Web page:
And finally, under immense pressure, the Iraqi Oil Ministry also has steadily been sweetening the deals.
The New Oil Contracts
The Iraq Oil Ministry began a bidding round in June for eight currently producing oil fields, which are among the largest in the world. Only one consortium — BP and the Chinese National Petroleum Corp. — agreed to the terms. The rest of the companies balked, saying the terms just simply were not generous enough. The terms have since been sweetened (and applied retroactively to BP and CNPC’s deal), and the companies are now jumping on board.
Because the U.S. and British companies have, to a large degree, squeezed into pre-existing negotiations, some strange bedfellows have emerged to sign these new contracts, and more odd pairings are expected soon.
—BP and CNPC finalized the first new oil contract issued by Baghdad for the largest oil field in the country, the 17 billion barrel Rumaila field.
—ExxonMobil, with junior partner Royal Dutch Shell, won a bidding war against Russia’s Lukoil and junior partner ConocoPhillips for the 8.7 billion barrel West Qurna Phase 1 project.
—Italy’s Eni SpA, with California’s Occidental Petroleum and the Korea Gas Corp., was awarded Iraq’s Zubair oil field with estimated reserves of 4.4 billion barrels.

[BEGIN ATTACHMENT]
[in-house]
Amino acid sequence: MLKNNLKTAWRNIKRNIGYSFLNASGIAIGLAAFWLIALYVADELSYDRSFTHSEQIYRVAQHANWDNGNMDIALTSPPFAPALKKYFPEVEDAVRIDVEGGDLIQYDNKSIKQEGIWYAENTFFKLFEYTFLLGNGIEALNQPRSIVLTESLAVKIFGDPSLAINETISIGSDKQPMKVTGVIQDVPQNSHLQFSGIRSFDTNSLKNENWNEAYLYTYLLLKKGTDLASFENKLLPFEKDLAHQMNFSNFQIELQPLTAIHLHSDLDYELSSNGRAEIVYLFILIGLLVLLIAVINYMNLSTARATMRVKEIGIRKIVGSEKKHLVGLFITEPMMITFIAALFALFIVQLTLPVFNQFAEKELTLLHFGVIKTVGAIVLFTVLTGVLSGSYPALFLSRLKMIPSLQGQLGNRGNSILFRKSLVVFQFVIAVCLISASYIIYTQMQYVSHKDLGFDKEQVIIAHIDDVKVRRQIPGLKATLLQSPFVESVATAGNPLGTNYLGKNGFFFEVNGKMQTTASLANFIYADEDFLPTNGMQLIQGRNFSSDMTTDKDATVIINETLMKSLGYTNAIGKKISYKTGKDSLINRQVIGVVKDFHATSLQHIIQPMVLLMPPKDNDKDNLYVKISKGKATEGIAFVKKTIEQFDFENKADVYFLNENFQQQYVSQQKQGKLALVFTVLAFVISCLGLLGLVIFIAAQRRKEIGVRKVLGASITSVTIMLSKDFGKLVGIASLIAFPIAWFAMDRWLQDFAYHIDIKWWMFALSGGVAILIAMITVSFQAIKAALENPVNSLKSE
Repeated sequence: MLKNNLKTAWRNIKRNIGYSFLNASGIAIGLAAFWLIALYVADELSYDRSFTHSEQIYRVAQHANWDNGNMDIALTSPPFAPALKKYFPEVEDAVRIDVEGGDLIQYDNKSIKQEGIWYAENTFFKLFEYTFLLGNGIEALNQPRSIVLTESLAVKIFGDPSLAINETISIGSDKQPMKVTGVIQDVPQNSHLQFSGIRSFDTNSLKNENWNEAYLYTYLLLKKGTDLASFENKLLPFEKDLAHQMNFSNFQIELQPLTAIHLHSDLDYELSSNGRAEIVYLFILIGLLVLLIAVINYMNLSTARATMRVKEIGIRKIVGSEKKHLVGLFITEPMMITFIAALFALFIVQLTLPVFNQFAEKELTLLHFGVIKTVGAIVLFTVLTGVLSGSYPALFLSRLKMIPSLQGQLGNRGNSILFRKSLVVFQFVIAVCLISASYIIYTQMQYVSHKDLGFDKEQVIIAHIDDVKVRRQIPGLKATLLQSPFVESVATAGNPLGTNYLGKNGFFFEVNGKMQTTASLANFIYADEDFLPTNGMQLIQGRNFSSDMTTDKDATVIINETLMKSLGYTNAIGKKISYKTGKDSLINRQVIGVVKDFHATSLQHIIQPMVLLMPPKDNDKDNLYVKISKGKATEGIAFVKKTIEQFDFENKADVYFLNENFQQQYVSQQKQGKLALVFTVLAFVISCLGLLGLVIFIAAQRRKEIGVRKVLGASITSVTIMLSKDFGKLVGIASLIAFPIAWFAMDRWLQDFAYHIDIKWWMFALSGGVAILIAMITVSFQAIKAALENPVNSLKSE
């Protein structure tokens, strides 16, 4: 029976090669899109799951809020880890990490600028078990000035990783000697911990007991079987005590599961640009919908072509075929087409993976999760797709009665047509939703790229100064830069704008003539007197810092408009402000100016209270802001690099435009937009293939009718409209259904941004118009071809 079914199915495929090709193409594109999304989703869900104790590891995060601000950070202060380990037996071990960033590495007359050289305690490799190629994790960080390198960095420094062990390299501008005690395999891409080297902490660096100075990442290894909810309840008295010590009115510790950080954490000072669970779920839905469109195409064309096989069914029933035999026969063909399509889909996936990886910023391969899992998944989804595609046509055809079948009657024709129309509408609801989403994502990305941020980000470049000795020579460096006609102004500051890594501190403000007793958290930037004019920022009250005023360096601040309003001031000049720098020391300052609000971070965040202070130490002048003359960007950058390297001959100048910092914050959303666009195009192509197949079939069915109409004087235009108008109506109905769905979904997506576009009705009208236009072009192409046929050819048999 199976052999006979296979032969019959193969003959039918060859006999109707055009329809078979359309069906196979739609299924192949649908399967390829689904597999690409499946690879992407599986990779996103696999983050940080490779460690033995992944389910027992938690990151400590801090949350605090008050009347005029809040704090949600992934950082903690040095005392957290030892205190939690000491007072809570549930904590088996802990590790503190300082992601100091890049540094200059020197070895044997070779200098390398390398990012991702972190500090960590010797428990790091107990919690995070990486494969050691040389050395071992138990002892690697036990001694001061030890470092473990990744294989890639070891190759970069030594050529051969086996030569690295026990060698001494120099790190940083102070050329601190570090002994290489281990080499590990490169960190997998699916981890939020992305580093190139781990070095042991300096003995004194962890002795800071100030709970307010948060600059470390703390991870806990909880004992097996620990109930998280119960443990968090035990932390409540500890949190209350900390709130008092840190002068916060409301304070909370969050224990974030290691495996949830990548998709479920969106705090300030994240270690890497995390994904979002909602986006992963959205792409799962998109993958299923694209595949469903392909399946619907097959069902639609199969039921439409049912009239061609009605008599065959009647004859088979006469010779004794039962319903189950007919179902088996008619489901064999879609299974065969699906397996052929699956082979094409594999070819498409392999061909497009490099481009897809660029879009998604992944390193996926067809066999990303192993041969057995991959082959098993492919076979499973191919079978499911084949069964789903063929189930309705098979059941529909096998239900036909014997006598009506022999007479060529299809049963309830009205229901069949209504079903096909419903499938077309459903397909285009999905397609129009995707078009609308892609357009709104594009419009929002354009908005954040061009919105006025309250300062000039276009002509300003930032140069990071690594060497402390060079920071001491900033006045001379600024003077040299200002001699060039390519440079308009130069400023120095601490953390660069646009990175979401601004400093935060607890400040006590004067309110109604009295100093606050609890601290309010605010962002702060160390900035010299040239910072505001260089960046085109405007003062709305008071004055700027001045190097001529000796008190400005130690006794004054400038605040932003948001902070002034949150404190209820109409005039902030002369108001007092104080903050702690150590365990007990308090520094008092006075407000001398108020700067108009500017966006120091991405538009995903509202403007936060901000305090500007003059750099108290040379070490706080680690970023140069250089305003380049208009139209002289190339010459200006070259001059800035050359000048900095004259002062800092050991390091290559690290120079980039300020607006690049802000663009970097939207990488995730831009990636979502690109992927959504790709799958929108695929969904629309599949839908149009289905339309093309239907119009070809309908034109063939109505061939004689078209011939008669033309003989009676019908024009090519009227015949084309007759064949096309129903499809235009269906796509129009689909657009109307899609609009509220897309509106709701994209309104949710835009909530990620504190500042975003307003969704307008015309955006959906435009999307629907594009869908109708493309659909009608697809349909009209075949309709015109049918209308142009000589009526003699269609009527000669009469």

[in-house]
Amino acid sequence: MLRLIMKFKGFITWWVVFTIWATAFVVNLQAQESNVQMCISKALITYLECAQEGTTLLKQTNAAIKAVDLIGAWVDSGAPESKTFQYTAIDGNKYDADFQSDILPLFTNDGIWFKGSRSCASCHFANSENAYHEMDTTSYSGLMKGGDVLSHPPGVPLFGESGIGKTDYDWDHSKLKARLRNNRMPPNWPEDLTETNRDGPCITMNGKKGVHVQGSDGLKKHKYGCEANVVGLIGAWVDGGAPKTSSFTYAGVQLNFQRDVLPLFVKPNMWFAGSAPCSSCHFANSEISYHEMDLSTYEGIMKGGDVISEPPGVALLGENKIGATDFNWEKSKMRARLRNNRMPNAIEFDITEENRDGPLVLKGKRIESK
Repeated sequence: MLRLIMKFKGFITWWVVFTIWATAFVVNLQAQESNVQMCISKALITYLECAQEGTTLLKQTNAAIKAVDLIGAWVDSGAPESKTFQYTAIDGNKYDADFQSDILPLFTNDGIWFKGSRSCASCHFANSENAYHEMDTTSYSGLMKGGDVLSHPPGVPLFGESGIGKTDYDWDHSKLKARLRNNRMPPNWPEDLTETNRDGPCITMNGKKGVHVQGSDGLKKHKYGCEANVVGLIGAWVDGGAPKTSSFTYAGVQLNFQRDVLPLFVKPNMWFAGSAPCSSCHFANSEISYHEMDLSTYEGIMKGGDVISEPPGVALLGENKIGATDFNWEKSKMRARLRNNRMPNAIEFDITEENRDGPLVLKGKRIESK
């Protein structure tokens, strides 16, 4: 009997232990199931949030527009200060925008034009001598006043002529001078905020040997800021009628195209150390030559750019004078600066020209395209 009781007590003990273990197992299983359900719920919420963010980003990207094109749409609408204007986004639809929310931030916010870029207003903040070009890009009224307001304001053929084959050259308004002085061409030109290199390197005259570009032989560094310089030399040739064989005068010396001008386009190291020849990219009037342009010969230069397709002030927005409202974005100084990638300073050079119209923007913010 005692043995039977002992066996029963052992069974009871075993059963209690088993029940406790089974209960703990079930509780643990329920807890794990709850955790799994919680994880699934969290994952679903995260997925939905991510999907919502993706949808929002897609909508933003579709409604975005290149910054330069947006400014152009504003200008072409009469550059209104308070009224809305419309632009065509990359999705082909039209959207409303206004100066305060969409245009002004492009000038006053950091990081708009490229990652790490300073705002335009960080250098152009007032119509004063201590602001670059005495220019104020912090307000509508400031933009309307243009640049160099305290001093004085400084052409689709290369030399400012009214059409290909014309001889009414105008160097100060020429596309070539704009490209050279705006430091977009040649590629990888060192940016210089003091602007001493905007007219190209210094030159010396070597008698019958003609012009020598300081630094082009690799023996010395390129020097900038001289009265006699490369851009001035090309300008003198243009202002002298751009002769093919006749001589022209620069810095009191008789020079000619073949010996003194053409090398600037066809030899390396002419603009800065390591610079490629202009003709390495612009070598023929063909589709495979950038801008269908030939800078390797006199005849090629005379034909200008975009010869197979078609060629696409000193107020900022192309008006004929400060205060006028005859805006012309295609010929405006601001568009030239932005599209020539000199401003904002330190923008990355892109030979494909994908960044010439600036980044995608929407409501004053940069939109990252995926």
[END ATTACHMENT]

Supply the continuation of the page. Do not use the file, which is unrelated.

—Japan’s Nippon Corp., leading a consortium of Japanese companies including Inpex Corp. and JGC Corp., is at an advanced stage in talks to win the Nassiriyah oil field.
—Shell, with partners CNPC and the Turkish Petroleum Corp., is also in discussions for the giant Kirkuk oil field, although negotiations have been delayed until after Iraq’s January elections.
These contracts are complex and unique, representing a hybrid of existing models. They are not the best that the oil companies hoped for, which would have been production sharing agreements (PSAs). Nor are they the worst the companies might have feared; Iraq is not maintaining its nationalized system, closed to foreign oil company production participation (U.S. and other foreign oil companies sell Iraqi oil now and have done so for decades).
They are also not technical service contracts (TSCs), although this is what the Iraqi Oil Ministry has named them (likely in an attempt to thwart opposition to the contracts for offering too much to foreign oil companies). Greg Muttitt, an Iraq oil expert with Platform, told me, “TSCs generally last just a few years, they’re generally for a specific job (e.g. installing pumps) rather than managing a field, and they go to service companies like Baker Hughes and Halliburton.”